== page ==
needing to take risk. So if you look the, you know, the anti example 40 years old now, the new coke Yeah. And that the data said the new coke was going to be more successful the Pepsi because in blind taste test, it was tastier than Pepsi, and it failed terrifically much more recently, was really just this morning, actually, about actually, all of the analytics about Amazon Prime said it would be a disaster. Yeah, and, you know, there’s also blessing is laughing all the way to the watch. So, so that was

Unknown 40:27
no, yeah, I mean, again, it’s like the data it needs to frame it. I think the other thing that we looked at a lot of target was there’s also a difference between measurement and strategic intent, right? So certainly like to retail, you’re always looking at sales, but what was your strategic intent with this initiative, right? Because you can hit that sales number and the like, it looks right. And like, maybe you say the test successful, but when you try to attract new customers, we’re trying to grow existing customers, you’re trying to move people off of a brand, all of those things start coming in. And that’s not a matter of the data. That’s a matter of clarity of strategic content, and then tracking that strategic content through metrics, right? So if you don’t, if you don’t get to that muscle, like articulating your strategic intense in terms of data, yes, but it’s, it’s different than to say that you can have all the metrics, you could say, Hey, we’re hitting your sales number, it doesn’t mean it’s a bad thing. It’s awesome. Did your cell number, but maybe you still need to go back to the drawing board to understand how to attract new customers, because you hit it by growing existing basket, not by,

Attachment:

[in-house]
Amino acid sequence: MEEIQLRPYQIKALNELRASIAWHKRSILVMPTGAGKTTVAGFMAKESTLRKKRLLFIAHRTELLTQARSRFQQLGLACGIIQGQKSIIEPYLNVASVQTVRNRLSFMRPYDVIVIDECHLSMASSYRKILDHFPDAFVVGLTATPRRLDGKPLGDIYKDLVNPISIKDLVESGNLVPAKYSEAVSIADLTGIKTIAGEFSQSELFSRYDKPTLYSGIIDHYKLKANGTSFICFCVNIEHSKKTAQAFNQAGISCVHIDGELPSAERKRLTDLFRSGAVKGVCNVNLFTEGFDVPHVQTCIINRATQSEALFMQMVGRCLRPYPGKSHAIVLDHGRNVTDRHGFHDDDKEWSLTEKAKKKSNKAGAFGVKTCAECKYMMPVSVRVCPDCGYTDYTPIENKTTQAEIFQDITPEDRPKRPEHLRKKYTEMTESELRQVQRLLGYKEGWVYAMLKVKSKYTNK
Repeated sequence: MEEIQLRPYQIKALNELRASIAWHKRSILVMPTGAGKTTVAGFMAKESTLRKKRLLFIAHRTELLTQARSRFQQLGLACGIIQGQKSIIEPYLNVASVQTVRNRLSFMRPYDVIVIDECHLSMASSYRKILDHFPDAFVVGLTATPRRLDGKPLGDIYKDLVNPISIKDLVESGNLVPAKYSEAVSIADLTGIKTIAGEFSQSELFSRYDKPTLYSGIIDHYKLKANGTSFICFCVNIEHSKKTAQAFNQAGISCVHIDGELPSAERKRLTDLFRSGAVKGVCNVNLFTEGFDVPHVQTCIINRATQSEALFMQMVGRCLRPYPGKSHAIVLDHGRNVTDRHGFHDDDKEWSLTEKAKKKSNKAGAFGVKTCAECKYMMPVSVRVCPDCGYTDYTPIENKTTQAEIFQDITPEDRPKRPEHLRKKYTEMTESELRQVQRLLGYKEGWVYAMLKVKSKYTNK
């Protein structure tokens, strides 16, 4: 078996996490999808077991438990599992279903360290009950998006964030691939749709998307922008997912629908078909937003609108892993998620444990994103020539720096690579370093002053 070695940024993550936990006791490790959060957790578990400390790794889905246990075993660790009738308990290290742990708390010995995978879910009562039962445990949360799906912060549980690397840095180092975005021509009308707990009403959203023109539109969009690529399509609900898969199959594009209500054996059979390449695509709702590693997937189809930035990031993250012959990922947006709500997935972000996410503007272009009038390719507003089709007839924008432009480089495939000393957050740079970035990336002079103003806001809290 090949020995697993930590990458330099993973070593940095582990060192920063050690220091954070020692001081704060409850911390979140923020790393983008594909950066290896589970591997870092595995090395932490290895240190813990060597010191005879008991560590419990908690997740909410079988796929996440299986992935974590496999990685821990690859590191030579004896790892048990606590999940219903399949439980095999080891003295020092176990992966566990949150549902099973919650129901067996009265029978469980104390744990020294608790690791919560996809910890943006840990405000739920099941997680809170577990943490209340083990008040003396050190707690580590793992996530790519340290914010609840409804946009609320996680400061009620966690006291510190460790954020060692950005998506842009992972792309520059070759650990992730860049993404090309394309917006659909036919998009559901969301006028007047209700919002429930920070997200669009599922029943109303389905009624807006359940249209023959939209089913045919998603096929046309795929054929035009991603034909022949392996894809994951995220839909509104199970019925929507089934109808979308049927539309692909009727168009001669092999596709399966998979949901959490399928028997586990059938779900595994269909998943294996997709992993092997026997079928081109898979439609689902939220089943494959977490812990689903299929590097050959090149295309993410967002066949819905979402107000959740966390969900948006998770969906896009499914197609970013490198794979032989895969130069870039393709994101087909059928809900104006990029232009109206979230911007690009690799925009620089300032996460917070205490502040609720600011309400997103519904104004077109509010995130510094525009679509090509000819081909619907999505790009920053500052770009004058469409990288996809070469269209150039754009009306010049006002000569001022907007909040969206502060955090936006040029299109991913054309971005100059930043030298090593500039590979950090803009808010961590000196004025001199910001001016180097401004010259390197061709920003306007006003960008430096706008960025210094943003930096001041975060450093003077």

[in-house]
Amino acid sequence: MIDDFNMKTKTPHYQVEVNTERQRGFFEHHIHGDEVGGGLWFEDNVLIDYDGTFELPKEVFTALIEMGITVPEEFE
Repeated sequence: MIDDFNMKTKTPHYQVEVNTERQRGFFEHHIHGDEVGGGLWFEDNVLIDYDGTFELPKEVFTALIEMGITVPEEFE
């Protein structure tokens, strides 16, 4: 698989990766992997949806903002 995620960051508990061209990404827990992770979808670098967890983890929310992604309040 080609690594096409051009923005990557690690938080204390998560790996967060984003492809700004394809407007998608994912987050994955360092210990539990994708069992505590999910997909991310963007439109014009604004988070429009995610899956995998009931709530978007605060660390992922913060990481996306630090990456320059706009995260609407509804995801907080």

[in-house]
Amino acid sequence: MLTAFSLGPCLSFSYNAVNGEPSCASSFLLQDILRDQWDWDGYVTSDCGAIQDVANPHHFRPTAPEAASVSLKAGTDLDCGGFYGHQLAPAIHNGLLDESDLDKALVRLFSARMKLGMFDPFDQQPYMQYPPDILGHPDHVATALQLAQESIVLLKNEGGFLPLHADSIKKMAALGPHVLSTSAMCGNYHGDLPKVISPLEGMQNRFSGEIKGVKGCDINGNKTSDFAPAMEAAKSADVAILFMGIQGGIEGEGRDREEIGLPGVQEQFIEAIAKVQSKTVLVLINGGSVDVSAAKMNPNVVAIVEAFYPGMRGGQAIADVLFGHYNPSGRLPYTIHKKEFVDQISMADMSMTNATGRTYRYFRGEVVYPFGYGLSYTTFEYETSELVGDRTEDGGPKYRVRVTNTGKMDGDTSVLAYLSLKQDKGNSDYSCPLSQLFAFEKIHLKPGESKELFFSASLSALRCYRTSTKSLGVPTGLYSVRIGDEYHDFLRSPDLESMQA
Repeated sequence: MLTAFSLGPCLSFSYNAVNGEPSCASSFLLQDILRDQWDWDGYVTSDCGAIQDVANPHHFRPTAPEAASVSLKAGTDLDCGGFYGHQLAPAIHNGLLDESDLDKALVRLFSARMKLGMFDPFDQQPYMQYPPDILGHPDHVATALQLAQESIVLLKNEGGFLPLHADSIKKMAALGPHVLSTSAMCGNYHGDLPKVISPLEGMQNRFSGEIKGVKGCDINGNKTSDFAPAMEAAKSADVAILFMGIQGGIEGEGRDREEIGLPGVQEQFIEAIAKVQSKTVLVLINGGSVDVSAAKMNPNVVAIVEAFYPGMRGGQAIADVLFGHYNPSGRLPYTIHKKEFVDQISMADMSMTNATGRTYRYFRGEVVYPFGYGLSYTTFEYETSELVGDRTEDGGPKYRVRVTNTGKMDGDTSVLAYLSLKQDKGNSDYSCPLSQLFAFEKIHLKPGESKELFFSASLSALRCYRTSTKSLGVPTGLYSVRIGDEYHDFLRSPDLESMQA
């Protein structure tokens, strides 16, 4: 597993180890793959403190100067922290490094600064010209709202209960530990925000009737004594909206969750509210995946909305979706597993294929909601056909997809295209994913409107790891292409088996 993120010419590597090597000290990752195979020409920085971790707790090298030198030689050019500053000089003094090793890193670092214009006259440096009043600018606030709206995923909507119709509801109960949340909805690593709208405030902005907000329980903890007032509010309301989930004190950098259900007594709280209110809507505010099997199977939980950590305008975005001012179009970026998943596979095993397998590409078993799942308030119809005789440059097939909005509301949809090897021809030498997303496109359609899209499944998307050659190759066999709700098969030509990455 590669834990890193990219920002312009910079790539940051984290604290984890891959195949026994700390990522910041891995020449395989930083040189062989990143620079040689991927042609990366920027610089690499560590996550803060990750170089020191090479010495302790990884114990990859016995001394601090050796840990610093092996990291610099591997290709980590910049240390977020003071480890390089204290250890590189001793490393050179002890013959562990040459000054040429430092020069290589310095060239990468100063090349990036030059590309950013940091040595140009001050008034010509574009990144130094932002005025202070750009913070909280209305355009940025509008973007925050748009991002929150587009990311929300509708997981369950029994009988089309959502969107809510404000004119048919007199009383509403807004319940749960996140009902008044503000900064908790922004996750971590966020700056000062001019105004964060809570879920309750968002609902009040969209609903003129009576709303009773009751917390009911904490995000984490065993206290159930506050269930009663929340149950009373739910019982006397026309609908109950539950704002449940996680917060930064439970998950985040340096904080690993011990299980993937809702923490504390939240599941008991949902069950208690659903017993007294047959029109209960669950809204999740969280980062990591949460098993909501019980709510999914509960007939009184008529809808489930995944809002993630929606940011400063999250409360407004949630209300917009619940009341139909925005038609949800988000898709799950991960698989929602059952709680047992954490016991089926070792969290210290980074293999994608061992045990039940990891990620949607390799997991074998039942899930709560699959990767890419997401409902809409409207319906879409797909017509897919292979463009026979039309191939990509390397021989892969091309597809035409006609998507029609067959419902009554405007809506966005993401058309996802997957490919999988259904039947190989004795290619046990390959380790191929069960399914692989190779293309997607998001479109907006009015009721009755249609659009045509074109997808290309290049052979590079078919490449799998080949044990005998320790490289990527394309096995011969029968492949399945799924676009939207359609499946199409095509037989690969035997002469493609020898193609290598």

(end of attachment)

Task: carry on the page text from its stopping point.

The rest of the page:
Unknown 41:30
you know, going in, and actually growing your customer base and blistering

Unknown 41:34
10. Again, that’s how adaptability so that’s the ability to be able to use data to be able to ask further questions, rather than just try to get it to predict the future. Yes, it’s a full time. Yeah, if an organization wants to be able to become more curious, what are the sorts of foundations it needs to be able to put in place?

Unknown 41:53
I think, one is to, to really focus on this idea of and to almost end up How do I get people platform that allows them to do some of the work like, and it’s this idea that I can have lots of small teams empowered to, to go to work on it. And he goes back to that he of agile, and a lot of it was how can I say, have a small team with trust and accountability if they have constant dependency and someone else? So how do I create tools that a few people with maybe a limited skill sets or engineering skill set can do a lot of the almost end to end of their little project with most of the accountability being try like a little mini data product is How often would think about it, right? So I want to create platforms that let little mini product owners of data products exist.

Unknown 42:45